This review contains spoilers.
7.10 Charles (Manson) In Charge
Some have been critical of Ryan Murphy’s tendency to use the same actors over and over again. I haven’t been, but I can see why some complain about it. If you have, say, Jessica Lange, you’re going to try to give her things to do, whether or not it actually fits the characters. Sarah Paulson might vary in screen time, but she’s usually screaming and crying at some point, as she tends to be the victim rather than the victimizer. Evan Peters had a breakout first season, and he’s been in the show to varying degrees since then, usually not in the sort of character he’s playing in Cult.
It makes sense. People tend to work with other people that they know and are comfortable with, and Ryan Murphy’s creative team tends to ask a lot of actors as it is, so comfort is important. For some, this has been the biggest role they could get, so it’s not surprising to see, say, Sarah Paulson coming back time and time again for juicy leading lady parts. Others, like Billy Eichner, are trying to get established as actors rather than personalities. Evan Peters was bitten by a radioactive mummy and cursed to toil in American Horror Story for all eternity. Billy Lourd is getting established more fully as an actress after the cancellation of Scream Queens.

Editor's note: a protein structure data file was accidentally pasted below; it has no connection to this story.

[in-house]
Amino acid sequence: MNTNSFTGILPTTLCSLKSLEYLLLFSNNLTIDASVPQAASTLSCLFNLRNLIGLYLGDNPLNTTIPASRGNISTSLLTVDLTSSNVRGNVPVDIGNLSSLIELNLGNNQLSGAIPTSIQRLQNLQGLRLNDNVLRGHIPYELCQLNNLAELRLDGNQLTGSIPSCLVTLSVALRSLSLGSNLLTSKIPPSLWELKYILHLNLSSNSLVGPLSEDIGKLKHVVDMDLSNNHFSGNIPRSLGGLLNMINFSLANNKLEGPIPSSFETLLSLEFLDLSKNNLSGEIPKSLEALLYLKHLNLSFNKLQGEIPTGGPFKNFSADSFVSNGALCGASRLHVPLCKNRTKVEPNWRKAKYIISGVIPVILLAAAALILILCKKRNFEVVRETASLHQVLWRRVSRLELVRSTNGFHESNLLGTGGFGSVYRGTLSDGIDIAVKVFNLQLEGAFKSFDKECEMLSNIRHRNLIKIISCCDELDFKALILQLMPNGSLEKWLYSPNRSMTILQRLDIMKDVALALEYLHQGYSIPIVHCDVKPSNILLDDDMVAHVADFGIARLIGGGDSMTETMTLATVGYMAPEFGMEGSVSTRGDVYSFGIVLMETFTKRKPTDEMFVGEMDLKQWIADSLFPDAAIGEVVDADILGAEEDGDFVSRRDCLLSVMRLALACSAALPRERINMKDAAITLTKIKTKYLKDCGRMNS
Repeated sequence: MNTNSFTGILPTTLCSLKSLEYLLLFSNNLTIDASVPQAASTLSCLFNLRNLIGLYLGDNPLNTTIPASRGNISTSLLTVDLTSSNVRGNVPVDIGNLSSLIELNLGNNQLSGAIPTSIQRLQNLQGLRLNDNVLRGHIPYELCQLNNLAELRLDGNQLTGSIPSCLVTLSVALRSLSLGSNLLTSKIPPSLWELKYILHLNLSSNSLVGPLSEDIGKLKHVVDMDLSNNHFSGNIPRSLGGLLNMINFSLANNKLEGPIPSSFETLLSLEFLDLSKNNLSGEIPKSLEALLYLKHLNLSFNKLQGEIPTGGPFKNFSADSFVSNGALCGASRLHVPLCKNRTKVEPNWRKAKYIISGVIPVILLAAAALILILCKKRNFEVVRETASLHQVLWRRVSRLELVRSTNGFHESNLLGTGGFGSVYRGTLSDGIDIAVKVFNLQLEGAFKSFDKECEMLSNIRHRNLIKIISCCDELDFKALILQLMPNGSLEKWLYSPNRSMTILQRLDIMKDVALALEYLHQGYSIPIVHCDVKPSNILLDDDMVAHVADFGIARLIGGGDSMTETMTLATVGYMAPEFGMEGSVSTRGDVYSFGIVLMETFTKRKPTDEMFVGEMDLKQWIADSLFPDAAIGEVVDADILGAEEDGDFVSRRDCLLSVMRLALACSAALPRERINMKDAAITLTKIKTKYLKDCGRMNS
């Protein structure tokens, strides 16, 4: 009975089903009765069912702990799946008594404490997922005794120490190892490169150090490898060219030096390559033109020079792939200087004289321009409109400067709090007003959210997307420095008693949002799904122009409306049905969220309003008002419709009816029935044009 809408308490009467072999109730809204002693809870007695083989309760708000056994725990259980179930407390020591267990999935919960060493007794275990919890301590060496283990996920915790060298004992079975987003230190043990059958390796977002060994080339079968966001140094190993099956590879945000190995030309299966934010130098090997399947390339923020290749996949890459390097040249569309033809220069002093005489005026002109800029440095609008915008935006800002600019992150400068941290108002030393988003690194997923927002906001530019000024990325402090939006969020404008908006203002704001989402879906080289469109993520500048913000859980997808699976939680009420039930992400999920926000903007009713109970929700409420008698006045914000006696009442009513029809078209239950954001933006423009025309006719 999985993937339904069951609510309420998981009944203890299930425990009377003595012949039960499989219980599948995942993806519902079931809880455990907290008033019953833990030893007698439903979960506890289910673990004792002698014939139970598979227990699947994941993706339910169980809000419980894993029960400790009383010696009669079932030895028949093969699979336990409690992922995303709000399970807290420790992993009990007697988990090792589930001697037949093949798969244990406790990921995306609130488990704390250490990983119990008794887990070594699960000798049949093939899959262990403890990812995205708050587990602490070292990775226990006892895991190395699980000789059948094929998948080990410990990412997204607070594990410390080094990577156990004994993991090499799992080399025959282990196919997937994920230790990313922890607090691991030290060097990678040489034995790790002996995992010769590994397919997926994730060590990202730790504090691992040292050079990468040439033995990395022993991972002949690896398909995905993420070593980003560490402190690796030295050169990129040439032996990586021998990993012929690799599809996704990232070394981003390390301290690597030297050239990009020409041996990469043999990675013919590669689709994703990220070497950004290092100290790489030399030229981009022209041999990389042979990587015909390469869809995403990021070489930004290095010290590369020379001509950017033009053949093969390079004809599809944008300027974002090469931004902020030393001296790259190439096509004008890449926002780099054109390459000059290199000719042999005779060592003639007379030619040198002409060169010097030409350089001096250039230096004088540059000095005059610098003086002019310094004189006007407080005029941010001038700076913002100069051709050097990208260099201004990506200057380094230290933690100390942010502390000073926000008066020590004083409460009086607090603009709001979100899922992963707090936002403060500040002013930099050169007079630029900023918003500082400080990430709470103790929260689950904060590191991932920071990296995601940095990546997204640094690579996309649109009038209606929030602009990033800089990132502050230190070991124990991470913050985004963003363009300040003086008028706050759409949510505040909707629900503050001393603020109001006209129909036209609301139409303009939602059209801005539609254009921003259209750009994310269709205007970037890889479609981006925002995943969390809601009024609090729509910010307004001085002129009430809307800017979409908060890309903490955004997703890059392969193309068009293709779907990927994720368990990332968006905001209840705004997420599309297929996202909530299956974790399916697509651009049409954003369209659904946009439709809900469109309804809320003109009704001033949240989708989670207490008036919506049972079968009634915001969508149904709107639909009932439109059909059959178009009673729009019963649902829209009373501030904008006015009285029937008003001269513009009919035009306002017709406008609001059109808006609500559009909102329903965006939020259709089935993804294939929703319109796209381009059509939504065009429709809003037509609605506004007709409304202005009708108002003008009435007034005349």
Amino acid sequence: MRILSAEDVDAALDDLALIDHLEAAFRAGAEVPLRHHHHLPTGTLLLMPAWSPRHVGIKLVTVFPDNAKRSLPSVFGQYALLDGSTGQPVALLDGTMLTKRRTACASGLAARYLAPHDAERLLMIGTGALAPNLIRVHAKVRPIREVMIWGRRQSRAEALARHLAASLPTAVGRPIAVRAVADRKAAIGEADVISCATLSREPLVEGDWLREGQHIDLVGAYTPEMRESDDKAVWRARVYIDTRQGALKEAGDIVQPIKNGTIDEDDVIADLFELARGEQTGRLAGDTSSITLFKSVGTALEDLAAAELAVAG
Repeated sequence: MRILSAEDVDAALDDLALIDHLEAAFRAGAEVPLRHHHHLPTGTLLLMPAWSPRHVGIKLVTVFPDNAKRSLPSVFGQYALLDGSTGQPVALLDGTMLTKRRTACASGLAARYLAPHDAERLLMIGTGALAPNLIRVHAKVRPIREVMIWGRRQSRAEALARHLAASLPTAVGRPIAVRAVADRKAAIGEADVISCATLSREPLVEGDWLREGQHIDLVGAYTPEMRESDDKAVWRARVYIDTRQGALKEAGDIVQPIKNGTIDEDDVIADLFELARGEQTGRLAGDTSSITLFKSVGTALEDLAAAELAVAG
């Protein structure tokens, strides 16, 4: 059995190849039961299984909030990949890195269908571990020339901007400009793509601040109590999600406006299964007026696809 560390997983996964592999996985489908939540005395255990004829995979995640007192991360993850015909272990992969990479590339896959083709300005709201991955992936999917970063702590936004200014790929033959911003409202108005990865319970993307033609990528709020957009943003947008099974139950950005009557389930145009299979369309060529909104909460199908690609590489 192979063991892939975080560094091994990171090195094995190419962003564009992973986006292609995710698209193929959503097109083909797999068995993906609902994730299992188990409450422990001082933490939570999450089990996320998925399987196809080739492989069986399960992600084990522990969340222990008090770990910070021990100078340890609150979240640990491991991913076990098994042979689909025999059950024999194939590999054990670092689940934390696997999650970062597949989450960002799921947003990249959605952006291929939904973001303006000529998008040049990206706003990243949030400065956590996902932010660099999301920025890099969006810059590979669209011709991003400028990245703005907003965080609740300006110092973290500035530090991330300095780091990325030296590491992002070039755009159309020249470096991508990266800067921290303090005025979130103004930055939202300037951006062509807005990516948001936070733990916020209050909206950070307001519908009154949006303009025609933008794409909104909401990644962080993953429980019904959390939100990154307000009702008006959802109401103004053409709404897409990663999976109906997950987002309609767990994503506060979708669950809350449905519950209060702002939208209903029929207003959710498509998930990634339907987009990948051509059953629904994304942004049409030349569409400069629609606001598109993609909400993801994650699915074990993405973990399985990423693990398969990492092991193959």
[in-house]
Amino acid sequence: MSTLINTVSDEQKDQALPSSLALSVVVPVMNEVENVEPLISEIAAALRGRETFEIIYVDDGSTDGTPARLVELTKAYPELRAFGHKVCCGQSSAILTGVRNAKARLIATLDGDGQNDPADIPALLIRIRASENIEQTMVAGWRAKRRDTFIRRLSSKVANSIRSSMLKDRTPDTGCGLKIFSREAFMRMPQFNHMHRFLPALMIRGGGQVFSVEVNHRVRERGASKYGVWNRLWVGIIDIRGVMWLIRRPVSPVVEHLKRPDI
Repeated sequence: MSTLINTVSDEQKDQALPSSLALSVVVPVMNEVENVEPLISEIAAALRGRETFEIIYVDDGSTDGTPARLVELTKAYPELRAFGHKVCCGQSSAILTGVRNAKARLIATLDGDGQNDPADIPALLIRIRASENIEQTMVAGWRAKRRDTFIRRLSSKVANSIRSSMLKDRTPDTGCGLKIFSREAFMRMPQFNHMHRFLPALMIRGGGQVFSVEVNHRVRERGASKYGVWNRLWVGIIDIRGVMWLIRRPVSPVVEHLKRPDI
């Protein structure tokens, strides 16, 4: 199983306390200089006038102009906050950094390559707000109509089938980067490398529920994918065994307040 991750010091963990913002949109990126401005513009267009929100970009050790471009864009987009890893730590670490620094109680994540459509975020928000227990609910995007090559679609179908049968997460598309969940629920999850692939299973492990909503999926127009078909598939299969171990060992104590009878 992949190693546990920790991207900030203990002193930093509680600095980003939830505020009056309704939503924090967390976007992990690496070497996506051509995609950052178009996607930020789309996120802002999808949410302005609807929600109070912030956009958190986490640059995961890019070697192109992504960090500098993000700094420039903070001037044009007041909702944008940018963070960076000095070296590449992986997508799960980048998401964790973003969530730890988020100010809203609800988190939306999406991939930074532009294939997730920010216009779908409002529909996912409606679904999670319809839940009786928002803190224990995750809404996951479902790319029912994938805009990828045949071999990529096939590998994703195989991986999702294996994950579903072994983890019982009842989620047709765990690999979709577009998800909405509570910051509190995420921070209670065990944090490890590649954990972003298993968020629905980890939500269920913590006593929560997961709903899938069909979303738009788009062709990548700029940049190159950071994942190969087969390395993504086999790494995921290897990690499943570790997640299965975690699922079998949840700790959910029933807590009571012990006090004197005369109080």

The actors and crew all have their reasons for coming back, but from a narrative standpoint, the recycling of actors has made Cult a better show because it places the viewer firmly into the head of the show’s crackpot center, Kai Anderson. He’s been popping pills for most of the season, and with every sweat-soaked minute of ranting and raving, Kai’s loose grasp on reality becomes a little looser until he’s imagining his cult’s devoted followers as four murderous flower children out for blood on the orders of himself, AKA Charles Manson. Is it really all that surprising that when he gathers his blue shirts for story time, he puts the people from his cult into the roles of being the members of the Manson family on a fatal creepy-crawl onto the house on Cielo Drive?